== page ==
As the 70th anniversary of the liberation of Auschwitz was marked earlier this week, Ronald Lauder, the president of the World Jewish Congress, issued a dire warning. Antisemitism, he declared, is on the upswing.
Speaking about three weeks after a Muslim jihadist killed four Jews in a kosher supermarket in Paris, Lauder said, “For a time, we thought that the hatred of Jews had finally been eradicated. But slowly the demonization of Jews started to come back. Once again, young Jewish boys are afraid to wear yarmulkes on the streets of Paris and Budapest and London. Once again, Jewish businesses are targeted. And once again, Jewish families are fleeing Europe.”
Encouragingly enough, Lauder’s pertinent comments have been echoed by major European leaders.
Several days ago, Angela Merkel, the chancellor of Germany, condemned antisemitism. In a speech at Auschwitz, where some 300 survivors gathered to commemorate its liberation by Red Army soldiers, Merkel observed, “It’s a disgrace that people in Germany are abused, threatened or attacked when they indicate somehow they are Jewish, or when they side with the State of Israel.”
Antisemitism, she added, must be confronted.
Merkel’s comments are significant, given the fact that she’s the leader of a country where the Holocaust was conceived and planned.
Frederica Mogherini, the chief foreign policy minister of the European Union, is also cognizant of the age-old spectre that haunts Europe today. Referring to Amedy Coulibaly’s cold-blooded attack on the kosher supermarket on January 9, she called it “a grim reminder” that “violent antisemitism” still exists. “Seventy years after the Holocaust, there are Jewish communities in Europe that again feel threatened.”
As a result of these periodic antisemitic outbreaks that plague Europe, thousands of French Jews have already immigrated to Israel and still many more are seriously considering that option.
This malaise is hardly confined to France, where the Dreyfus affair occurred and where a French collaborationist Vichy regime actively cooperated with the German occupiers to round up 75,000 Jews during the Holocaust.
In Hungary, which sent more than 400,000 Hungarian Jews to their deaths in Auschwitz, the antisemitic Jobbik Party goes from strength to strength. And in the wake of general elections in Greece, where the Holocaust unfolded in methodical fashion as well, the neo-Nazi Golden Dawn Party is still the third largest party, holding 17 parliamentary seats.
Concerned by the uptick in antisemitism, a European Jewish Congress delegation approached Mogherini a few weeks ago with a request to appoint a special task force to combat this ageless scourge.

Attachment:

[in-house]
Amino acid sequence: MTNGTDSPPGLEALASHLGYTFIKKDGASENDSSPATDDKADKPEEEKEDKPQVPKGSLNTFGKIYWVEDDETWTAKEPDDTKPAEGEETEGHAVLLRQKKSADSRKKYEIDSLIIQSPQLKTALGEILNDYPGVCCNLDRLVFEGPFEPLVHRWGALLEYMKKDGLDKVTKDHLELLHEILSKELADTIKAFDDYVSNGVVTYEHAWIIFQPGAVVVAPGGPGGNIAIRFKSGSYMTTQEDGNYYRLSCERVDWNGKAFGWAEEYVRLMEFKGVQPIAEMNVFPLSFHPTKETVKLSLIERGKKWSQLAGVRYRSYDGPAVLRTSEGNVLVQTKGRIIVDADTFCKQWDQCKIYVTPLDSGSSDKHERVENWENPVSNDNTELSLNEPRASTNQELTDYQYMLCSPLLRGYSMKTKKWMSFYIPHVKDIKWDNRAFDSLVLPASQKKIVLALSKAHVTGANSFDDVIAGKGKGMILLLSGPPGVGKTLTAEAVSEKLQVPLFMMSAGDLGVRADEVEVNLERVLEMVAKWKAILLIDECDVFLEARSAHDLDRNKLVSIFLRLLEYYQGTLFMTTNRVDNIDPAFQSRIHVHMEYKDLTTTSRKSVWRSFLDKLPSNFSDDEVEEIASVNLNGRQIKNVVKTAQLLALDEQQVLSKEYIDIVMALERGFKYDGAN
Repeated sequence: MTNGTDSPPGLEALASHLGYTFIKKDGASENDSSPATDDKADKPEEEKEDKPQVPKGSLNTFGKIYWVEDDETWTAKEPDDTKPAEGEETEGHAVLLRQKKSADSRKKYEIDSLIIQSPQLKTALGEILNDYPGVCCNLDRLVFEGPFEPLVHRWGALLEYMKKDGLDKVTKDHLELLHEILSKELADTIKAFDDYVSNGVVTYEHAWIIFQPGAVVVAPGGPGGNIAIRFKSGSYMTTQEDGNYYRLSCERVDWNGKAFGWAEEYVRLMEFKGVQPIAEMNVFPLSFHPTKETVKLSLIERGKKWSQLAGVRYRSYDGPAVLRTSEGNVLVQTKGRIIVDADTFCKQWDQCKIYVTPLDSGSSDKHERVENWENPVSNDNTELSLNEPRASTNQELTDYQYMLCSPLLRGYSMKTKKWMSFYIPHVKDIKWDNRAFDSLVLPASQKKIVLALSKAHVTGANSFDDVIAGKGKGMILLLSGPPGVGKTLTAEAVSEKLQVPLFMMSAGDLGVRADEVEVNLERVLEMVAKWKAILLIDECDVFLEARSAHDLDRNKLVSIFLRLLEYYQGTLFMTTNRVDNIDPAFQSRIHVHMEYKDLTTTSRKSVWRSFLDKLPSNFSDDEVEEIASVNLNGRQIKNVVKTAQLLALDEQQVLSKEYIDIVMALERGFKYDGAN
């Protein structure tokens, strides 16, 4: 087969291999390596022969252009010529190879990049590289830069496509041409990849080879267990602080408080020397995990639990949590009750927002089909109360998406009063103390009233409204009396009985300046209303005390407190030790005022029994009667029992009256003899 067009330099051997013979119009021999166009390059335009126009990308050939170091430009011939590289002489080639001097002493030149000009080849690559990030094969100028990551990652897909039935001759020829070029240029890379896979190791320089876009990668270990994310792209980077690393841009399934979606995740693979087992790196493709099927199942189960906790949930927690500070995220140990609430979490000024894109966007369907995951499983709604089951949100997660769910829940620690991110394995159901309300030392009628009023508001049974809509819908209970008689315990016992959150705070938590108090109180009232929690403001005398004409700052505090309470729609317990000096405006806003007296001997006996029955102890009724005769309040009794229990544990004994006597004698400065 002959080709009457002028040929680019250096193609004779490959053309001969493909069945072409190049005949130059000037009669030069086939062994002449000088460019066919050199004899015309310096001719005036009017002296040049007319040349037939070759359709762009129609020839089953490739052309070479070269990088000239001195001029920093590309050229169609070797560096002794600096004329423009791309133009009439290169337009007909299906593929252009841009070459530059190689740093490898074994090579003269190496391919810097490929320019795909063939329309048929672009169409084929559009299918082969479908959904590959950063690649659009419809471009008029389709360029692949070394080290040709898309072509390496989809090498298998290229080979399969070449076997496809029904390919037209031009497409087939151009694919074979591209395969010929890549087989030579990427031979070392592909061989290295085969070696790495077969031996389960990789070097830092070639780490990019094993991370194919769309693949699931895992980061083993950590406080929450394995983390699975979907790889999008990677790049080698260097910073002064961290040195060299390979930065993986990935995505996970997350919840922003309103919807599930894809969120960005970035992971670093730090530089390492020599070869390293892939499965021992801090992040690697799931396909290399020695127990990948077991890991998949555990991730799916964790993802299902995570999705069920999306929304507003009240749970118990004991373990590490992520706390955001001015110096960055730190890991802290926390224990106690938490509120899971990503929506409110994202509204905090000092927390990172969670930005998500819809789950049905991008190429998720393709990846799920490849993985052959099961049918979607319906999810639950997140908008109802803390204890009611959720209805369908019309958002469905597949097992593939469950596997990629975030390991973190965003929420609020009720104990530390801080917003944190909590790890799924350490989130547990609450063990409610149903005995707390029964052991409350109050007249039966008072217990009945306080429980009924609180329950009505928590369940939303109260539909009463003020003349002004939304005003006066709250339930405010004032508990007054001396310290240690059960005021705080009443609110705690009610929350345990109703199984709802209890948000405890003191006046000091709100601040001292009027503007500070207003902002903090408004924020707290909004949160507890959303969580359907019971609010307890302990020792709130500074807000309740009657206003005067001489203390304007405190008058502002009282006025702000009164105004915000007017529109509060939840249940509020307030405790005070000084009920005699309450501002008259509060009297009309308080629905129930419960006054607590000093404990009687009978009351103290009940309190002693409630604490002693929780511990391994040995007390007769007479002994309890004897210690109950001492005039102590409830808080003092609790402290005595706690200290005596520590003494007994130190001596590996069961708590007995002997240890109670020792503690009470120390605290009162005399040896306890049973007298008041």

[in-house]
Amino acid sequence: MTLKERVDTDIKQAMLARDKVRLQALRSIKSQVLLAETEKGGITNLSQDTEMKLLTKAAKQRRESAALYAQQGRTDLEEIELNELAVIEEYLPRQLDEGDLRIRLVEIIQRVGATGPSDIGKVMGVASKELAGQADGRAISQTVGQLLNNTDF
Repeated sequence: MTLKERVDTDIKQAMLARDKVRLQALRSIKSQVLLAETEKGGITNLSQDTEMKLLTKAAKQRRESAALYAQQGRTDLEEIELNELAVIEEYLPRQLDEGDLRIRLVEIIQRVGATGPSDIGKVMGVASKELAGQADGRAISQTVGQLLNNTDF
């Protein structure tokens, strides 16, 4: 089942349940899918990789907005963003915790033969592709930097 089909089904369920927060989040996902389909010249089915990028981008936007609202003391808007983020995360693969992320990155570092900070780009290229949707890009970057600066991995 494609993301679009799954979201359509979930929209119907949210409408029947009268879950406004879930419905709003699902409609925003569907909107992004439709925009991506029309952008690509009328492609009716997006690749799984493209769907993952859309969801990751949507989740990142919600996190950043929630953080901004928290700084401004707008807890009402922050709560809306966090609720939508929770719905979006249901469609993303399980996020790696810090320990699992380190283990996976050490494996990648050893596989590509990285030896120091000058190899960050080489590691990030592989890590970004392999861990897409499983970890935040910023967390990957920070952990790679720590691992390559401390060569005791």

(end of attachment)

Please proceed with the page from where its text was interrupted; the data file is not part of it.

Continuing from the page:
Much to her credit, she listened carefully. On January 27, the speakers of some 30 European Parliaments released a joint statement in Prague condemning antisemitism in no uncertain terms.
“As heads of parliaments, we wish to make it clear that antisemitism and other hate crimes constitute problems for every society,” the statement said. “This is why it is imperative that parliaments, governments, international organizations and civil societies around the world adopt a zero-tolerance policy toward these phenomena.”
In line with this thinking, the Europeans called for a “three-fold approach,” consisting of education, legislation and enforcement, to combat antisemitism.
One can only hope that they translate their resolve into concrete action, the sooner the better.
Thankfully, the United Nations — a forum where Israel is regularly bashed — has become involved in the battle against antisemitism, too.
Recently, the UN convened a landmark session on antisemitism, and on January 26, Israeli President Reuven Rivlin met UN Secretary General Ban Ki-moon to discuss the issue.
Saying that the struggle against antisemitism is inextricably linked to the wider quest for human rights and the attainment of peace, Ban went on to make a telling point. As he said at the General Assembly, “Grievances against Israeli actions must never be used as an excuse to attack Jews. In the same vein, criticisms of Israeli actions should not be summarily dismissed as antisemitism.”
It’s clear that Jews are facing, yet again, what Hollywood filmmaker Steven Spielberg recently described as the “perennial demons of intolerance” from an informal coalition of garden-variety European antisemites and Muslim radicals affiliated with or in sympathy with groups like Al Qaeda and Islamic State.
Antisemitism has been with us since the dawn of civilization and will doubtless linger on, but it’s incumbent on decent societies to fight it with all their might.
After the Holocaust, we have no choice but to join that noble cause.